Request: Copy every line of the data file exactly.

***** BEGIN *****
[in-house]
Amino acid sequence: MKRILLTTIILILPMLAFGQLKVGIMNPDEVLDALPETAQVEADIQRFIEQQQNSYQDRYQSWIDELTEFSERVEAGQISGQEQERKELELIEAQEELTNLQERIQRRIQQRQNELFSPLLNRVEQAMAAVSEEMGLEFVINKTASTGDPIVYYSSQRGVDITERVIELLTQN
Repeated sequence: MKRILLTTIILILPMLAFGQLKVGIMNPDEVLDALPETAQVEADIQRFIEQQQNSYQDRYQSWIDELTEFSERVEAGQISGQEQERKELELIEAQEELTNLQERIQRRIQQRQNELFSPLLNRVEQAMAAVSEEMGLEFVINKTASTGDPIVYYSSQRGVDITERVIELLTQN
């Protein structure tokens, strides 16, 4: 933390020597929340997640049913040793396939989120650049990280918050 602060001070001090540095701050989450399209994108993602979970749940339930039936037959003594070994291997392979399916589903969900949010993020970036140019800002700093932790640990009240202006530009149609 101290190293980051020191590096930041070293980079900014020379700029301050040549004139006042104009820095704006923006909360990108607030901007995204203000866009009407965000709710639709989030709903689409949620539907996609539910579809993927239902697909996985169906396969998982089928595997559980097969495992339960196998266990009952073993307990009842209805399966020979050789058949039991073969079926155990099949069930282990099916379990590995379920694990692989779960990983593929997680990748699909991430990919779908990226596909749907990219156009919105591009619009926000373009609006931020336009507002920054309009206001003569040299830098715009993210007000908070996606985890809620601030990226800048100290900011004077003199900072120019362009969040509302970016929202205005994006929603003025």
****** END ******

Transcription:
[in-house]
Amino acid sequence: MKRILLTTIILILPMLAFGQLKVGIMNPDEVLDALPETAQVEADIQRFIEQQQNSYQDRYQSWIDELTEFSERVEAGQISGQEQERKELELIEAQEELTNLQERIQRRIQQRQNELFSPLLNRVEQAMAAVSEEMGLEFVINKTASTGDPIVYYSSQRGVDITERVIELLTQN
Repeated sequence: MKRILLTTIILILPMLAFGQLKVGIMNPDEVLDALPETAQVEADIQRFIEQQQNSYQDRYQSWIDELTEFSERVEAGQISGQEQERKELELIEAQEELTNLQERIQRRIQQRQNELFSPLLNRVEQAMAAVSEEMGLEFVINKTASTGDPIVYYSSQRGVDITERVIELLTQN
């Protein structure tokens, strides 16, 4: 933390020597929340997640049913040793396939989120650049990280918050 602060001070001090540095701050989450399209994108993602979970749940339930039936037959003594070994291997392979399916589903969900949010993020970036140019800002700093932790640990009240202006530009149609 101290190293980051020191590096930041070293980079900014020379700029301050040549004139006042104009820095704006923006909360990108607030901007995204203000866009009407965000709710639709989030709903689409949620539907996609539910579809993927239902697909996985169906396969998982089928595997559980097969495992339960196998266990009952073993307990009842209805399966020979050789058949039991073969079926155990099949069930282990099916379990590995379920694990692989779960990983593929997680990748699909991430990919779908990226596909749907990219156009919105591009619009926000373009609006931020336009507002920054309009206001003569040299830098715009993210007000908070996606985890809620601030990226800048100290900011004077003199900072120019362009969040509302970016929202205005994006929603003025």